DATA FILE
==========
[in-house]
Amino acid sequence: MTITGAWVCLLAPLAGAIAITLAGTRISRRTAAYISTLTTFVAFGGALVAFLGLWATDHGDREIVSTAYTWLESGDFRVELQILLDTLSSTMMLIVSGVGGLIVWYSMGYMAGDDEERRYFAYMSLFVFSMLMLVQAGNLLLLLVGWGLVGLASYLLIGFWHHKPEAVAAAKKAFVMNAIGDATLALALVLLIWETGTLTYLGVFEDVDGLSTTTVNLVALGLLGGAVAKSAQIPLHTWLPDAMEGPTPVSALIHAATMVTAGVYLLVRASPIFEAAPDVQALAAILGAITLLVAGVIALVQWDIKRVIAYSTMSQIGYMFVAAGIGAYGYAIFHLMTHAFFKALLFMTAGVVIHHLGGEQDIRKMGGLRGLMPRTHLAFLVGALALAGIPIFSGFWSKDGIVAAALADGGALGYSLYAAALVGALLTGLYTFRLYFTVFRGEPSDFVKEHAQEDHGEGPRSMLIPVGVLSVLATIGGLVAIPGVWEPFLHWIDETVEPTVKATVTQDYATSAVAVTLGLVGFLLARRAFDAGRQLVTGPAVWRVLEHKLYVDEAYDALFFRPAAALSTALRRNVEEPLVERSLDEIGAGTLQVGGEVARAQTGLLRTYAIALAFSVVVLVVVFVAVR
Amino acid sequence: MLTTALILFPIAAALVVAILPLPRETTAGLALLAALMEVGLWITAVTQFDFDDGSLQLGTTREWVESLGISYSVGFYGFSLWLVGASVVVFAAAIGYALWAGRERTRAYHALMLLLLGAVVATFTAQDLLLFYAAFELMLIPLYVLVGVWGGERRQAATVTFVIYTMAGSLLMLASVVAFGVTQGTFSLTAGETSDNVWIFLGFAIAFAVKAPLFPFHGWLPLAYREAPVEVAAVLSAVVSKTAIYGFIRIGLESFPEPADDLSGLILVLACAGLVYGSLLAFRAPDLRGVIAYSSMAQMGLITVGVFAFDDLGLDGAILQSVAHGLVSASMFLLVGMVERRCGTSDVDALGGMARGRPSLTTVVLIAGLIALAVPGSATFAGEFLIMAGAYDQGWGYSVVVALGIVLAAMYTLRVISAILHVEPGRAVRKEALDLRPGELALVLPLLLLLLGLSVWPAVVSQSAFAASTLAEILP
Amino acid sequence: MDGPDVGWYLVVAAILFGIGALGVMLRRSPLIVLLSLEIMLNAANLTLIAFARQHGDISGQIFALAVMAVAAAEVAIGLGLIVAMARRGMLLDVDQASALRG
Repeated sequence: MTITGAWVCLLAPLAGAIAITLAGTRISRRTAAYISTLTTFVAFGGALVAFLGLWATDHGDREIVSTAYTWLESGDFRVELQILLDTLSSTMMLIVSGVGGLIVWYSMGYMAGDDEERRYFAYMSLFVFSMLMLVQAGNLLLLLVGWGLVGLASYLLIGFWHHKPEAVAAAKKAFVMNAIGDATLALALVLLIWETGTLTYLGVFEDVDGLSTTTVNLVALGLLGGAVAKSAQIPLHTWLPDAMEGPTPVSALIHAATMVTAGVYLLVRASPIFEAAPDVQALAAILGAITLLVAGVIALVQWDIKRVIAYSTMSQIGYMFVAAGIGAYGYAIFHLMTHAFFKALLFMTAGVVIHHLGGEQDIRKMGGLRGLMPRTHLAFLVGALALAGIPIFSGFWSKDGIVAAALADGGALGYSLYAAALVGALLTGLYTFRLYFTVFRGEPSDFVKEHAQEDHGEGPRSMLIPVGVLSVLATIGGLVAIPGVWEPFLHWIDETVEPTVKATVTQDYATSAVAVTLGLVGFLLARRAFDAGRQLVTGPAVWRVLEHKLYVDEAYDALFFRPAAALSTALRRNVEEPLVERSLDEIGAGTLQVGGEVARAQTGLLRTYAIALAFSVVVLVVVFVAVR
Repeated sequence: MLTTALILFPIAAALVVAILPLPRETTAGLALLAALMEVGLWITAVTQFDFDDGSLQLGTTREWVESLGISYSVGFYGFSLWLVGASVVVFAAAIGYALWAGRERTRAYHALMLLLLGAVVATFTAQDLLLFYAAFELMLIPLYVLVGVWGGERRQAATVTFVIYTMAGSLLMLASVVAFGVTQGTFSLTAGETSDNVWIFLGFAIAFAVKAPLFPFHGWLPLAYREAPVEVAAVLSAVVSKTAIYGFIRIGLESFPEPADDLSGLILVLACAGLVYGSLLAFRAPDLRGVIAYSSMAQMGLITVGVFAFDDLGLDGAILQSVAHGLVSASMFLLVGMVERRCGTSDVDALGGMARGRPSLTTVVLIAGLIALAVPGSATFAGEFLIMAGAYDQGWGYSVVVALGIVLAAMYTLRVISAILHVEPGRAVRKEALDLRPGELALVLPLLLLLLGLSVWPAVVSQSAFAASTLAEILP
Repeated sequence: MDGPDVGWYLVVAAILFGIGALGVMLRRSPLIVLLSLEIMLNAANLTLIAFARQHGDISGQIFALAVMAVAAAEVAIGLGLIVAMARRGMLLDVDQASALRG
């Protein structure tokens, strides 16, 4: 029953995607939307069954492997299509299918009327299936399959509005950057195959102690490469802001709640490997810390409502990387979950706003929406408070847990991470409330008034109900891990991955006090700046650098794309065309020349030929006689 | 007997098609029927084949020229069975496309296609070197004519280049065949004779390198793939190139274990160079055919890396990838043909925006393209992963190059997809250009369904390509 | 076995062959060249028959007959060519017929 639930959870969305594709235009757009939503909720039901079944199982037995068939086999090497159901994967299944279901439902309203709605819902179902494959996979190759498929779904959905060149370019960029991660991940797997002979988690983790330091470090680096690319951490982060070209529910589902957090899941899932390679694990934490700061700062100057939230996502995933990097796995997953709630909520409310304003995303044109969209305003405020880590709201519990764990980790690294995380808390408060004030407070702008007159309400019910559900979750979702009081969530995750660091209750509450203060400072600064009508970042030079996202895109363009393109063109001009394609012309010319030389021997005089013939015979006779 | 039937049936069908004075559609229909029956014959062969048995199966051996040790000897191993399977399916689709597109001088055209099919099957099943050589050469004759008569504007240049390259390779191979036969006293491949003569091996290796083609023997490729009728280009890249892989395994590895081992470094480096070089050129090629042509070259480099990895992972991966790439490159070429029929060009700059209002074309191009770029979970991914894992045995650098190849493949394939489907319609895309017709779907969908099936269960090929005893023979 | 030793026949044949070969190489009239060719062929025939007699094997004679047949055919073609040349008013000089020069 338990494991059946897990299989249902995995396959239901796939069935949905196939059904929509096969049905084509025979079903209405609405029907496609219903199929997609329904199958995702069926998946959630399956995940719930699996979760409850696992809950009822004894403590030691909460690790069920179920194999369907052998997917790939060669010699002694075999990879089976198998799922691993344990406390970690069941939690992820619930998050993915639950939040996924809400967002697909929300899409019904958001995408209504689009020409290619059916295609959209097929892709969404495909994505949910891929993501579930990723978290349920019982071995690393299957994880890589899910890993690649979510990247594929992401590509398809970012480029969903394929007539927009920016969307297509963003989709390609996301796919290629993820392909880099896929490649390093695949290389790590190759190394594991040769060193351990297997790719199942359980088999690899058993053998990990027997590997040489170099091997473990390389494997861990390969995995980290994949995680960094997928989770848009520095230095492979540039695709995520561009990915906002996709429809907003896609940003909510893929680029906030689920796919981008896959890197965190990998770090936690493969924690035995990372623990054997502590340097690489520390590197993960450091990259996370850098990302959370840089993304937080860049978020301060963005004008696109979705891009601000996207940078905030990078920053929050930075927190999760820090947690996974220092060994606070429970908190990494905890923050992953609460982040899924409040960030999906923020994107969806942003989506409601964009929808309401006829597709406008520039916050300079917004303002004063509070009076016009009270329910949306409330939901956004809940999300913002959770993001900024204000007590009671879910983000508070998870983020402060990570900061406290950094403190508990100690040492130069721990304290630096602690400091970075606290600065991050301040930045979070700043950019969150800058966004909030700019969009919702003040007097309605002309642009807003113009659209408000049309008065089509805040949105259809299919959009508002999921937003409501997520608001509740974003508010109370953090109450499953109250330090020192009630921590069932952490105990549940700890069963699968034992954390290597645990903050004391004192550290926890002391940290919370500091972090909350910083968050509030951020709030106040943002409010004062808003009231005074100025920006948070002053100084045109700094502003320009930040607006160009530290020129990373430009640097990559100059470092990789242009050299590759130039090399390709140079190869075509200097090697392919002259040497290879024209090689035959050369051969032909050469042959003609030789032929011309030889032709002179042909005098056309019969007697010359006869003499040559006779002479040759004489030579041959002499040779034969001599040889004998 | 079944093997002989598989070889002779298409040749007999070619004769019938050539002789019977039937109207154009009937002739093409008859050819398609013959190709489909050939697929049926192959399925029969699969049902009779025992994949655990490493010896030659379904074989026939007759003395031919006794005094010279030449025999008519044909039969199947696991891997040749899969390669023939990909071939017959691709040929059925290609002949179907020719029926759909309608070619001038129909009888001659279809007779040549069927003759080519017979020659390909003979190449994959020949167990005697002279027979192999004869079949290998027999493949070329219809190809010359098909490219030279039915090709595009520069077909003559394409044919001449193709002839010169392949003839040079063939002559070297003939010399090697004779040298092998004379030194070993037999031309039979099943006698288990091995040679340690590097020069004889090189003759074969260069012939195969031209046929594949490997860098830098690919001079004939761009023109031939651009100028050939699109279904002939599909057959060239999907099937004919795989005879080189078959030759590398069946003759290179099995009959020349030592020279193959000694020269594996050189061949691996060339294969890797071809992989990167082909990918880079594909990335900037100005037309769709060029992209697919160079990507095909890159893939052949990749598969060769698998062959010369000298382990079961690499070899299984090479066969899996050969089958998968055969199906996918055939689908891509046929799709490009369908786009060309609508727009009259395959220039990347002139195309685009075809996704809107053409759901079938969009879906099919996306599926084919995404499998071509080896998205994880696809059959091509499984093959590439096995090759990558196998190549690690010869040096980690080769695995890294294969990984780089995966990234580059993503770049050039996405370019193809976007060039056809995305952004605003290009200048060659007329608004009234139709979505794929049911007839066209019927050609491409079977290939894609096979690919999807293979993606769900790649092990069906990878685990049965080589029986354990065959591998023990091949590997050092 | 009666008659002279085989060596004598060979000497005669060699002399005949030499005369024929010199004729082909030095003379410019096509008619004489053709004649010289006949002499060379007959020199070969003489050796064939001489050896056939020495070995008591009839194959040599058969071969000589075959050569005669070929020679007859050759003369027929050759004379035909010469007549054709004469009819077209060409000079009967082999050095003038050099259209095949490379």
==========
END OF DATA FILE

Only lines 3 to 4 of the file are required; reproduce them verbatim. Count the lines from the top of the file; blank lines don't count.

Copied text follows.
Amino acid sequence: MLTTALILFPIAAALVVAILPLPRETTAGLALLAALMEVGLWITAVTQFDFDDGSLQLGTTREWVESLGISYSVGFYGFSLWLVGASVVVFAAAIGYALWAGRERTRAYHALMLLLLGAVVATFTAQDLLLFYAAFELMLIPLYVLVGVWGGERRQAATVTFVIYTMAGSLLMLASVVAFGVTQGTFSLTAGETSDNVWIFLGFAIAFAVKAPLFPFHGWLPLAYREAPVEVAAVLSAVVSKTAIYGFIRIGLESFPEPADDLSGLILVLACAGLVYGSLLAFRAPDLRGVIAYSSMAQMGLITVGVFAFDDLGLDGAILQSVAHGLVSASMFLLVGMVERRCGTSDVDALGGMARGRPSLTTVVLIAGLIALAVPGSATFAGEFLIMAGAYDQGWGYSVVVALGIVLAAMYTLRVISAILHVEPGRAVRKEALDLRPGELALVLPLLLLLLGLSVWPAVVSQSAFAASTLAEILP
Amino acid sequence: MDGPDVGWYLVVAAILFGIGALGVMLRRSPLIVLLSLEIMLNAANLTLIAFARQHGDISGQIFALAVMAVAAAEVAIGLGLIVAMARRGMLLDVDQASALRG